On March 2, 2014 I went to an illegal anti-war demonstration against putting Russian tanks in the Crimea. A lot of people were detained, my dad also spent there 10 hours. I felt very bad about the way the police treated people who just came with white balloons or small posters. I thought people were afraid of coming on to the streets because they didn't want to have problems with the police, but on the internet people were actively sending links, discussing, and fighting about the situation. So, I decided to turn it into online social activism. People like taking selfies with their iphones and etc. and the point was very simple: make a photo of your own peace (with your the face, or without) to show that you prefer progress than the war and agression.

I posted my photo with a poster "Peace=Progress" on my facebook page, and also sent it to a facebook page called "We are against Russian intervention into Ukraine." The reaction was 326 likes and 209 shares. But the other result was a maximum of 6 photos that were sent to me. I made a blog of the photos, and I asked (even forced) my friends and mum to make photos. None of them supported tanks in the Crimea, but they didn't take photos. When I asked some of them why,  they answered that when they 'like' it they are sure that the task was already done and someone else would do it.

The peacefaceproject aimed at collecting all the faces in Russia who are against the agressive policy of the state. I wanted to give Russians the opportunity to show that they are against the war (because offline ways of expressing your protest are supressed now), but here I was already speaking about the war against people who are not supporting the policy of the Kremlin, like me and my friends. I didn't want to promote the project to get more photos. It was my reaction towards the situation in this country—a way to keep myself calm, to claim my position. At the same time, I thought that the project would suck because there was a small request for it in the society—people, even young people, my age, support the aggression."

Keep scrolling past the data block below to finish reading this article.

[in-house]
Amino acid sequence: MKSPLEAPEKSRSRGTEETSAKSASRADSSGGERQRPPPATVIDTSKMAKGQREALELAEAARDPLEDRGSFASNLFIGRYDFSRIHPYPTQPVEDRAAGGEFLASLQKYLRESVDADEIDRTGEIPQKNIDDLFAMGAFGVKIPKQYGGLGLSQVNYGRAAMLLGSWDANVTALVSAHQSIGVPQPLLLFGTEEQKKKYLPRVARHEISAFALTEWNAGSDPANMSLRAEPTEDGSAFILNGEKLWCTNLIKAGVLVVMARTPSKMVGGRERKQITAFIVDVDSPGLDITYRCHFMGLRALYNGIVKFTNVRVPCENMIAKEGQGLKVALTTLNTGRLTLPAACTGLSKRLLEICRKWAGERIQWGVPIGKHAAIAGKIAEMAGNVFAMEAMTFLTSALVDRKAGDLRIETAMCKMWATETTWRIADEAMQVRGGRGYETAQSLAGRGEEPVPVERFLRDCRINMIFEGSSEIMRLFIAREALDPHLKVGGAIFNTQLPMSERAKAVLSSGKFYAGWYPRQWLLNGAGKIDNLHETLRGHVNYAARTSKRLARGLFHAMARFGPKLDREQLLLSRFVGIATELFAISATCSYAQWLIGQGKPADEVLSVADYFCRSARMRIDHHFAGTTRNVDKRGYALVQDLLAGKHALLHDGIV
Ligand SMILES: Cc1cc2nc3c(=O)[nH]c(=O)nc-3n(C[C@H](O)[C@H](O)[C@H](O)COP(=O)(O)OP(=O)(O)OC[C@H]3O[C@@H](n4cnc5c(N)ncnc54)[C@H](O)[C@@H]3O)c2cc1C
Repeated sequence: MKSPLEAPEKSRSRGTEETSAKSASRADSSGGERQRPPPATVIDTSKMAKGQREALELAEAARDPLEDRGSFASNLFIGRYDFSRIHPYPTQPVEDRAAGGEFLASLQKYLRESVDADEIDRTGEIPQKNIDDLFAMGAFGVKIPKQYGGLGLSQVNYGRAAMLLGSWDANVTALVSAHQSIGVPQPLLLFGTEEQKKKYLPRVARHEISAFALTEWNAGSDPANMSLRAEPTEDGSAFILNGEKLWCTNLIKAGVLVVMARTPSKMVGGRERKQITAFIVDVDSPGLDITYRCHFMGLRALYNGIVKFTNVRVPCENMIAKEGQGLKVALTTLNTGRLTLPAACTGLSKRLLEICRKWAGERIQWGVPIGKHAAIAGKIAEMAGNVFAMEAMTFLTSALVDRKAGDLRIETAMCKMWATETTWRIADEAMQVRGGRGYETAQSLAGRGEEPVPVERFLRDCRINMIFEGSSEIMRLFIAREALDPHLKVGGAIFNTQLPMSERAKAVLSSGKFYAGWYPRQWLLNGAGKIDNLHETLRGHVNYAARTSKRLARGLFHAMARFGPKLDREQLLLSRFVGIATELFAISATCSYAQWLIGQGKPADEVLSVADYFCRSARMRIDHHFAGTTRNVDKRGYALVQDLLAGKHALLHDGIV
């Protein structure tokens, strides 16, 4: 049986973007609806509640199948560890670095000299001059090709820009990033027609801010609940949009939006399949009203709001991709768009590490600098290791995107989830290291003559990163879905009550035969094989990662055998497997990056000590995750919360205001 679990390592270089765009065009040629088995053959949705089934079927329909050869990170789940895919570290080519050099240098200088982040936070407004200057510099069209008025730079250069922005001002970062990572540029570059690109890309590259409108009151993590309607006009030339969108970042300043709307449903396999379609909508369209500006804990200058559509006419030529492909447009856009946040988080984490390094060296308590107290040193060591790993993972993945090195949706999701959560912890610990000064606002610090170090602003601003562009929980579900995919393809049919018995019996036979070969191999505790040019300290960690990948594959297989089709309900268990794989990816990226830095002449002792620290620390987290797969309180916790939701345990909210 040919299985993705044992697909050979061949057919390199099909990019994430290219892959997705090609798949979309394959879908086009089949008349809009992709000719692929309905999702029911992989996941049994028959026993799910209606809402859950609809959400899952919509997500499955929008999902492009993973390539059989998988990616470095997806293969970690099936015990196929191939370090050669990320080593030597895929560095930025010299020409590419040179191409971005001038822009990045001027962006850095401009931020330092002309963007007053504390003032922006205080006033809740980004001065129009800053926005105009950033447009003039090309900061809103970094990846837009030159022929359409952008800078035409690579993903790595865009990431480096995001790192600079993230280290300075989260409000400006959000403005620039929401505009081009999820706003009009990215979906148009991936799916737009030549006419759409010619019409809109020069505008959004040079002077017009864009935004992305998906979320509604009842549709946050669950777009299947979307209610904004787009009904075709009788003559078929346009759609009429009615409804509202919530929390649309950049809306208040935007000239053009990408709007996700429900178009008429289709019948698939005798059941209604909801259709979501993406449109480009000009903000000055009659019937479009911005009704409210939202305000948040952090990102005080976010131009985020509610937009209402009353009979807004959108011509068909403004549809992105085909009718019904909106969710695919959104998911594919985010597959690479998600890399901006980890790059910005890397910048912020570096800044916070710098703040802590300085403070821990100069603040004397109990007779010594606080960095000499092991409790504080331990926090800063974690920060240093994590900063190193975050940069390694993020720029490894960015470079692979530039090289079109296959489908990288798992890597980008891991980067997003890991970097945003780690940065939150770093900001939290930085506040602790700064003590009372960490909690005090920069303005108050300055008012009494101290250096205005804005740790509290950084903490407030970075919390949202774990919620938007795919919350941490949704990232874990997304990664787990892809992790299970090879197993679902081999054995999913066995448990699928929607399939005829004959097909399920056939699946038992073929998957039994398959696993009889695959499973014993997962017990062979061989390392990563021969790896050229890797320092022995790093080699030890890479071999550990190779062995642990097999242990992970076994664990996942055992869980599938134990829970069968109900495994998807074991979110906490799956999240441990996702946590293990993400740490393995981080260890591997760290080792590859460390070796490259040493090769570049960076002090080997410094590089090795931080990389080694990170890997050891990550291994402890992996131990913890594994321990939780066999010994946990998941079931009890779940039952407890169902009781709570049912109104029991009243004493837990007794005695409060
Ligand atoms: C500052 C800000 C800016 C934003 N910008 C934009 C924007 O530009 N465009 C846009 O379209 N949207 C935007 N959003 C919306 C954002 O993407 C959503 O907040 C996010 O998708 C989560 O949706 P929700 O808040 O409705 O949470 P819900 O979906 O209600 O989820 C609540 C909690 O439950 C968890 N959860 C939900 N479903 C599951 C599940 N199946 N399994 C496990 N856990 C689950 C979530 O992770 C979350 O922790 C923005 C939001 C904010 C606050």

Dmitry Vilensky

One of the founders of the Chto Delat art group based in St. Petersburg

In solidarity with the Peace March in Moscow on March 15, 2014, art group Chto Delat announced its decision to withdraw from Manifesta 10. "As we have said before, we are generally against boycotts and especially as far as international cultural projects in Russia are concerned. A cultural blockade will only strengthen the position of reactionary forces at a time when the marginalized anti-war movement in Russia so desperately needs solidarity. But, our aim at least should be to turn every cultural project into a manifestation of dissent against the Russian government’s policy of violence, repressions, and lies. Even if you are staging Shakespeare or exhibiting Matisse, the task of culture today is to find the artistic language to bring home that simple message...We are now beginning work on such a new project: a solidarity exhibition of Ukrainian and Russian artists, poets, intellectuals and cultural figures. At this terrible moment in our society’s history, we are ready to demonstrate our unity and the possibility of taking action against the war together, rising above the flood of hate, lies, manipulation, and direct violence, and not above politics... We do not know how, when, or where this project will take place, but we are sure that working toward its realization, and not self-representation at Manifesta-Hermitage exhibition, is the only responsible way to proceed."